• Faithful to my Homeland, the Republic of Poland
  • NEWS

  • 24 April 2018

    Ignacy Jan Paderewski was one of the most outstanding figures in the Polish history and a character, without whom regaining of Poland’s independence could have not taken place. His talent and personality attracted popularity and appreciation in the whole world - Western Europe, United States, Australia and also New Zealand – which he visited twice. See our commemorative presentation reflecting the New Zealand following of one of the greatest Polish pianists and statesmen.

    The Polish pianist was an international superstar and his unrealised Australia - New Zealand tour in 1893 was a cause of huge interest in domestic press. NZ Times repeatedly informed about efforts of Kiwi agent R.S. Smyth, who was insistent that the widely-known artist comes to the antipodes. His first visit took place when he was at the zenith of his career in 1904, the second – in 1927. Reading the New Zealand daily paper allows to see how great a reputation and glory Paderewski was granted - says one of the first paragraphs of an article commissioned by the Polish Embassy in Wellington on the occasion of the centenary of Poland's regained Independence, highlighting the New Zealand's visits by one of the so-called fathers of Poland's independence, Ignacy Jan Paderewski.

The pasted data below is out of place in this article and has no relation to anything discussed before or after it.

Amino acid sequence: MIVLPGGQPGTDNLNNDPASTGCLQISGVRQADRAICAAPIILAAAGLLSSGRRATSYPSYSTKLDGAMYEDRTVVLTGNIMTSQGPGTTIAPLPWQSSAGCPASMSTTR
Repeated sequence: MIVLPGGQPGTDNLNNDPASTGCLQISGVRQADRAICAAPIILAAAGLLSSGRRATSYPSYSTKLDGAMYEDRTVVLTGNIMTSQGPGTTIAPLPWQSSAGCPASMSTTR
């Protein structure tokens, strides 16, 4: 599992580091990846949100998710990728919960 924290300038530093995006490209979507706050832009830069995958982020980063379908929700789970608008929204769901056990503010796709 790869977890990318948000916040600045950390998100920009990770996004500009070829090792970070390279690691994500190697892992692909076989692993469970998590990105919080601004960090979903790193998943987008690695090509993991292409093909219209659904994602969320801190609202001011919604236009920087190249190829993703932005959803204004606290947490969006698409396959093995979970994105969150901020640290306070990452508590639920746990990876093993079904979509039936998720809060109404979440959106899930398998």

The article and presentation are based on research done at the National Library of New Zealand by Małgorzata Pawłowicz and Jacek Bargieł, both of the Polish Embassy in Wellington. Also used were resources from the National Museum in Warsaw and Poland's National Digital Archives.


    Click this link or an image below to open the presentation PIANIST AND PATRIOT. IGNACY JAN PADEREWSKI. NEW ZEALAND CHAPTER





    Print Print Share: